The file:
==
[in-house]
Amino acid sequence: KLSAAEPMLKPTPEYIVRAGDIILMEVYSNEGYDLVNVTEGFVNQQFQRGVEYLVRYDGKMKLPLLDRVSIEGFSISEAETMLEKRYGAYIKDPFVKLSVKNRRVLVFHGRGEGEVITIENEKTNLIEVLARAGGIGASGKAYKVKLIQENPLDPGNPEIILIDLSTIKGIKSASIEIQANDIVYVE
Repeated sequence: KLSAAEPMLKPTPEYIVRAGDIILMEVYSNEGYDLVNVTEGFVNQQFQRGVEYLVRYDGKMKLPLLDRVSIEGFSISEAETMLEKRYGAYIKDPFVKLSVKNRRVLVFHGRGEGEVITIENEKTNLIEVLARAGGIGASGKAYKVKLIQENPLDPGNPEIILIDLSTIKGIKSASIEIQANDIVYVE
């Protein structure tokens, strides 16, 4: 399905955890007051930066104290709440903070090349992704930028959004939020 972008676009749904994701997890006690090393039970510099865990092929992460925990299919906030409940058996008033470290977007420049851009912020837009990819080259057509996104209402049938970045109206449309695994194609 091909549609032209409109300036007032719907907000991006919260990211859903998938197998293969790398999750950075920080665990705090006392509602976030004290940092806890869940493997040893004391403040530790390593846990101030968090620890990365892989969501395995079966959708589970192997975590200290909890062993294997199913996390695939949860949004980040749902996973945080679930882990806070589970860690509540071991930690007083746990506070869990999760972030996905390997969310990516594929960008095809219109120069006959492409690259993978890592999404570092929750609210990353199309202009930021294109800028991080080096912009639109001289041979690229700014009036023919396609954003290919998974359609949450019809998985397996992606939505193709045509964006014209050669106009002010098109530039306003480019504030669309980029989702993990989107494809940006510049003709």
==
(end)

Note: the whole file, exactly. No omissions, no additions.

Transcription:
[in-house]
Amino acid sequence: KLSAAEPMLKPTPEYIVRAGDIILMEVYSNEGYDLVNVTEGFVNQQFQRGVEYLVRYDGKMKLPLLDRVSIEGFSISEAETMLEKRYGAYIKDPFVKLSVKNRRVLVFHGRGEGEVITIENEKTNLIEVLARAGGIGASGKAYKVKLIQENPLDPGNPEIILIDLSTIKGIKSASIEIQANDIVYVE
Repeated sequence: KLSAAEPMLKPTPEYIVRAGDIILMEVYSNEGYDLVNVTEGFVNQQFQRGVEYLVRYDGKMKLPLLDRVSIEGFSISEAETMLEKRYGAYIKDPFVKLSVKNRRVLVFHGRGEGEVITIENEKTNLIEVLARAGGIGASGKAYKVKLIQENPLDPGNPEIILIDLSTIKGIKSASIEIQANDIVYVE
């Protein structure tokens, strides 16, 4: 399905955890007051930066104290709440903070090349992704930028959004939020 972008676009749904994701997890006690090393039970510099865990092929992460925990299919906030409940058996008033470290977007420049851009912020837009990819080259057509996104209402049938970045109206449309695994194609 091909549609032209409109300036007032719907907000991006919260990211859903998938197998293969790398999750950075920080665990705090006392509602976030004290940092806890869940493997040893004391403040530790390593846990101030968090620890990365892989969501395995079966959708589970192997975590200290909890062993294997199913996390695939949860949004980040749902996973945080679930882990806070589970860690509540071991930690007083746990506070869990999760972030996905390997969310990516594929960008095809219109120069006959492409690259993978890592999404570092929750609210990353199309202009930021294109800028991080080096912009639109001289041979690229700014009036023919396609954003290919998974359609949450019809998985397996992606939505193709045509964006014209050669106009002010098109530039306003480019504030669309980029989702993990989107494809940006510049003709």